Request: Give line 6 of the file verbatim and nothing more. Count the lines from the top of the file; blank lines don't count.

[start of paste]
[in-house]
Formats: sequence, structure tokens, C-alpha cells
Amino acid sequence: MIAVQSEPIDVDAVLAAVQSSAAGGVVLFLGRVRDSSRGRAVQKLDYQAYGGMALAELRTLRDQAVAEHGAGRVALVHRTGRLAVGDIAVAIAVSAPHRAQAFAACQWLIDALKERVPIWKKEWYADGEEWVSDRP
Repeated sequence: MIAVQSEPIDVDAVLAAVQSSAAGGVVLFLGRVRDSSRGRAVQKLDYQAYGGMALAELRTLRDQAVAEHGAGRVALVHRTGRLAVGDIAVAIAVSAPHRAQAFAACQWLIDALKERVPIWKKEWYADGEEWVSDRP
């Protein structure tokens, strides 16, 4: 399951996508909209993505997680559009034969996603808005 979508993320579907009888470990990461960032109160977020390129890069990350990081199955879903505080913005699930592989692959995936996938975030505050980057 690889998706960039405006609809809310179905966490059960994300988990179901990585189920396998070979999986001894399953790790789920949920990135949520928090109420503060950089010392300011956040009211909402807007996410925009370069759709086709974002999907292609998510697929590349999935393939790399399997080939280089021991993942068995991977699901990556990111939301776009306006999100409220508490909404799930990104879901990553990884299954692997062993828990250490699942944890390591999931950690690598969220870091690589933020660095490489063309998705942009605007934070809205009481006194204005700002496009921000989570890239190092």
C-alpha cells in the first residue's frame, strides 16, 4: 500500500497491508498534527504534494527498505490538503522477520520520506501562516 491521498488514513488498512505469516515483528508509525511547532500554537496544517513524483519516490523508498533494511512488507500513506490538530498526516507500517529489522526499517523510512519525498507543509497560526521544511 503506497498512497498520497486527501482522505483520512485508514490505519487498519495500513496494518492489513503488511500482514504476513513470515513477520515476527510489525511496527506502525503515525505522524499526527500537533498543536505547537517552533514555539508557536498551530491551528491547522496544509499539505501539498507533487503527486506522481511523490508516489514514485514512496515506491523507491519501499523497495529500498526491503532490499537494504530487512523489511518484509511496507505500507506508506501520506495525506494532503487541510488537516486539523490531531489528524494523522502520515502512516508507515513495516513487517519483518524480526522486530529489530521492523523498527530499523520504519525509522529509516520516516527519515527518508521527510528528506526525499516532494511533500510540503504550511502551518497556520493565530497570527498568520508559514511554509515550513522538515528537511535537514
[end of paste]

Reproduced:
C-alpha cells in the first residue's frame, strides 16, 4: 500500500497491508498534527504534494527498505490538503522477520520520506501562516 491521498488514513488498512505469516515483528508509525511547532500554537496544517513524483519516490523508498533494511512488507500513506490538530498526516507500517529489522526499517523510512519525498507543509497560526521544511 503506497498512497498520497486527501482522505483520512485508514490505519487498519495500513496494518492489513503488511500482514504476513513470515513477520515476527510489525511496527506502525503515525505522524499526527500537533498543536505547537517552533514555539508557536498551530491551528491547522496544509499539505501539498507533487503527486506522481511523490508516489514514485514512496515506491523507491519501499523497495529500498526491503532490499537494504530487512523489511518484509511496507505500507506508506501520506495525506494532503487541510488537516486539523490531531489528524494523522502520515502512516508507515513495516513487517519483518524480526522486530529489530521492523523498527530499523520504519525509522529509516520516516527519515527518508521527510528528506526525499516532494511533500510540503504550511502551518497556520493565530497570527498568520508559514511554509515550513522538515528537511535537514